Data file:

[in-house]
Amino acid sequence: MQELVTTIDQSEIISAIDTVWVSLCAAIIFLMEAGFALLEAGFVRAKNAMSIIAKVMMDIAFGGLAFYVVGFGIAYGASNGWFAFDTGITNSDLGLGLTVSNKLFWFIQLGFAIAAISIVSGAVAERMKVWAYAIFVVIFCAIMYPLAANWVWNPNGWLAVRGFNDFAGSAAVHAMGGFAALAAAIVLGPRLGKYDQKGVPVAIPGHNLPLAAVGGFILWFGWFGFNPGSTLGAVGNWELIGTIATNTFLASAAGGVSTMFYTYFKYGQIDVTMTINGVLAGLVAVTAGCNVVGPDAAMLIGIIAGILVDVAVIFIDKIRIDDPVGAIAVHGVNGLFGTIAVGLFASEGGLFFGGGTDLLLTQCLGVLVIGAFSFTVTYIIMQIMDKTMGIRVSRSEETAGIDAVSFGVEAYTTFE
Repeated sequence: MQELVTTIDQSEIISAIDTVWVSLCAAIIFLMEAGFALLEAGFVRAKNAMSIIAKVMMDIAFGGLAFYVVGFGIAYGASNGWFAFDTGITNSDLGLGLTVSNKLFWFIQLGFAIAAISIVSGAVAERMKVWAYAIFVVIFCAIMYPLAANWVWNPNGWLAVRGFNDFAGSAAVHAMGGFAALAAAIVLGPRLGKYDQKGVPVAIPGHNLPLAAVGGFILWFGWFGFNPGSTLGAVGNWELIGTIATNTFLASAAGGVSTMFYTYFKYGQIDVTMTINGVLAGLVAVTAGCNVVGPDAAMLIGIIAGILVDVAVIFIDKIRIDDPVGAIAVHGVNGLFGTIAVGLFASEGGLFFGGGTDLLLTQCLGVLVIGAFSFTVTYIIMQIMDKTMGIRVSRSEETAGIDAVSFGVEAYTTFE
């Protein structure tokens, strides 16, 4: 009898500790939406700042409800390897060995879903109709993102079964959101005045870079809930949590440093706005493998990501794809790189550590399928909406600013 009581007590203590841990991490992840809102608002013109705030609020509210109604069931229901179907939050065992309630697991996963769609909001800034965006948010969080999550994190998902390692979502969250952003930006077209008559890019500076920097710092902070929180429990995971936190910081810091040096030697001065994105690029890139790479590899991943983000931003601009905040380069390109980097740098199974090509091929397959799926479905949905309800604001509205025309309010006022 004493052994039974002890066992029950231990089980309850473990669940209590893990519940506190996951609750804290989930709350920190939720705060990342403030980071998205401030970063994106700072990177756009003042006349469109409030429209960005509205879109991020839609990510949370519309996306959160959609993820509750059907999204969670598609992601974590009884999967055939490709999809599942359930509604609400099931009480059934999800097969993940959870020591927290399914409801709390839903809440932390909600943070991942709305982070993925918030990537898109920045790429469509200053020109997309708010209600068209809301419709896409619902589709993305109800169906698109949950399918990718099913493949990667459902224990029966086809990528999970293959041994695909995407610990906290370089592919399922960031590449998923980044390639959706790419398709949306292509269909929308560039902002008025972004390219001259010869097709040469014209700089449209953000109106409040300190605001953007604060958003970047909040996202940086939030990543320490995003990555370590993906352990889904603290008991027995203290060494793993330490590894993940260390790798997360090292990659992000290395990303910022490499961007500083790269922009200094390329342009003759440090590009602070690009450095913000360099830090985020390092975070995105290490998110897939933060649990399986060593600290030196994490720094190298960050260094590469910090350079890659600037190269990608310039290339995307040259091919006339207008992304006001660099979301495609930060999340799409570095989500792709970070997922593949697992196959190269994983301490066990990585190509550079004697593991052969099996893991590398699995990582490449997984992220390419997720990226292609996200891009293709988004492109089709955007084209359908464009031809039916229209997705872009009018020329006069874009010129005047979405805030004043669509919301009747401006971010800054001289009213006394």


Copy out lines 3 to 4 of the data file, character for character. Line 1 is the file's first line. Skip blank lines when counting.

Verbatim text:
Repeated sequence: MQELVTTIDQSEIISAIDTVWVSLCAAIIFLMEAGFALLEAGFVRAKNAMSIIAKVMMDIAFGGLAFYVVGFGIAYGASNGWFAFDTGITNSDLGLGLTVSNKLFWFIQLGFAIAAISIVSGAVAERMKVWAYAIFVVIFCAIMYPLAANWVWNPNGWLAVRGFNDFAGSAAVHAMGGFAALAAAIVLGPRLGKYDQKGVPVAIPGHNLPLAAVGGFILWFGWFGFNPGSTLGAVGNWELIGTIATNTFLASAAGGVSTMFYTYFKYGQIDVTMTINGVLAGLVAVTAGCNVVGPDAAMLIGIIAGILVDVAVIFIDKIRIDDPVGAIAVHGVNGLFGTIAVGLFASEGGLFFGGGTDLLLTQCLGVLVIGAFSFTVTYIIMQIMDKTMGIRVSRSEETAGIDAVSFGVEAYTTFE
């Protein structure tokens, strides 16, 4: 009898500790939406700042409800390897060995879903109709993102079964959101005045870079809930949590440093706005493998990501794809790189550590399928909406600013 009581007590203590841990991490992840809102608002013109705030609020509210109604069931229901179907939050065992309630697991996963769609909001800034965006948010969080999550994190998902390692979502969250952003930006077209008559890019500076920097710092902070929180429990995971936190910081810091040096030697001065994105690029890139790479590899991943983000931003601009905040380069390109980097740098199974090509091929397959799926479905949905309800604001509205025309309010006022 004493052994039974002890066992029950231990089980309850473990669940209590893990519940506190996951609750804290989930709350920190939720705060990342403030980071998205401030970063994106700072990177756009003042006349469109409030429209960005509205879109991020839609990510949370519309996306959160959609993820509750059907999204969670598609992601974590009884999967055939490709999809599942359930509604609400099931009480059934999800097969993940959870020591927290399914409801709390839903809440932390909600943070991942709305982070993925918030990537898109920045790429469509200053020109997309708010209600068209809301419709896409619902589709993305109800169906698109949950399918990718099913493949990667459902224990029966086809990528999970293959041994695909995407610990906290370089592919399922960031590449998923980044390639959706790419398709949306292509269909929308560039902002008025972004390219001259010869097709040469014209700089449209953000109106409040300190605001953007604060958003970047909040996202940086939030990543320490995003990555370590993906352990889904603290008991027995203290060494793993330490590894993940260390790798997360090292990659992000290395990303910022490499961007500083790269922009200094390329342009003759440090590009602070690009450095913000360099830090985020390092975070995105290490998110897939933060649990399986060593600290030196994490720094190298960050260094590469910090350079890659600037190269990608310039290339995307040259091919006339207008992304006001660099979301495609930060999340799409570095989500792709970070997922593949697992196959190269994983301490066990990585190509550079004697593991052969099996893991590398699995990582490449997984992220390419997720990226292609996200891009293709988004492109089709955007084209359908464009031809039916229209997705872009009018020329006069874009010129005047979405805030004043669509919301009747401006971010800054001289009213006394």